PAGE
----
Next year the UCI Cyclo-cross World championships are held in Luxembourg.


U23 Men

1. Eli Iserbyt (Belgium) 0:51:18
2. Adam Toupalik (Czech Republic) 0:01
3. Quinten Hermans (Belgium) 0:05
4. Thijs Aerts (Belgium) 0:11
5. Clement Russo (France) 0:12
6. Felipe Orts (Spain) 0:15
7. Gioele Bertolini (Italy)
8. Martijn Budding (Netherlands) 0:24
9. Sieben Wouters (Netherlands) 0:29
10. Daan Soete (Belgium) 1:07
11. Daan Hoeyberghs (Belgium) 1:17
12. Simon Andreassen (Denmark) 1:19
13. Logan Owen (United States Of America) 1:22
14. Joris Nieuwenhuis (Netherlands) 1:30
15. Nadir Colledani (Italy) 1:31
16. Johan Jacobs (Switzerland) 1:43
17. Nicolas Cleppe (Belgium) 1:46
18. Curtis White (United States Of America) 1:51
19. Gosse Van Der Meer (Netherlands) 1:52
20. Kevin Suarez Fernandez (Spain) 2:05
21. Timon Ruegg (Switzerland) 2:17
22. Felix Drumm (Germany) 2:18
23. Lucas Dubau (France) 2:19
24. Joshua Dubau (France) 2:28
25. Mathieu Morichon (France) 2:30
26. Yannick Gruner (Germany) 2:38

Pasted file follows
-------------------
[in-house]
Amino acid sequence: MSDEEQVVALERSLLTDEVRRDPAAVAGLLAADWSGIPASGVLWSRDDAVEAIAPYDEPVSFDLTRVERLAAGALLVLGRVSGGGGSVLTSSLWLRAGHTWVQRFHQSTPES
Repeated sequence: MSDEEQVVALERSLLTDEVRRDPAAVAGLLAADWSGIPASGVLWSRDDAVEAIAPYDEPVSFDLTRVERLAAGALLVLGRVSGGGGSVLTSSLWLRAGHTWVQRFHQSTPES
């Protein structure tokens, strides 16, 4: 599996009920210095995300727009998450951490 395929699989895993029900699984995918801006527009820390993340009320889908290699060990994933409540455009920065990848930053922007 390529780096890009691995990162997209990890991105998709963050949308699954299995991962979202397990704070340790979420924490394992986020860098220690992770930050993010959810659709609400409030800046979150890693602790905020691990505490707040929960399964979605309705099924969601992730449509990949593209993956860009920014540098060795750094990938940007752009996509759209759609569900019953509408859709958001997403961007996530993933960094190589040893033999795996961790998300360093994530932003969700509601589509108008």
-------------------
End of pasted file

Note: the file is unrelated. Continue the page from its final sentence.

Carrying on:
27. Andrew Dillman (United States Of America) 2:55
28. Yannick Peeters (Belgium) 3:05
29. Maik Van Der Heijden (Netherlands) 3:13
30. Stepan Schubert (Czech Republic) 3:25
31. Stefano Sala (Italy) 3:44
32. Marceli Boguslawski (Poland) 4:00
33. Grant Ellwood (United States Of America) 4:04
34. Toki Sawada (Japan) 4:07
35. Tobin Ortenblad (United States Of America) 4:20
36. Bartosz Mikler (Poland) 4:44
37. Simon Vozar (Slovakia) 4:54
38. Nicholas Barnes (Great Britain) 4:55
39. David Eriksson (Sweden) 5:05
40. Matej Ulik (Slovakia) 5:13
41. Henrik Jansson (Sweden) 5:17
42. Christopher Aitken (Australia) 5:29
43. Scott Smith (United States Of America) 5:41
44. Max Lindenau (Germany) 5:49
45. Nicholas Smith (Australia) 5:50
46. Ondrej Glajza (Slovakia) 5:59
47. Adrian Sirek (Czech Republic) 6:02
48. Ola Jorde (Norway) 6:07
49. Trevor O’Donnell (Canada) 7:16
50. Luc Turchi (Luxembourg) 7:27
51. Isaac Niles (Canada) 7:45
52. Davis Persevics (Latvia)

Elite Men

1. Wout Van Aert (Belgium) 1:05:52
2. Lars Van Der Haar (Netherlands) 0:05
3. Kevin Pauwels (Belgium) 0:35
4. Sven Nys (Belgium) 0:39
5. Mathieu Van Der Poel (Netherlands) 0:47
6. David Van Der Poel (Netherlands) 1:03
7. Laurens Sweeck (Belgium) 1:11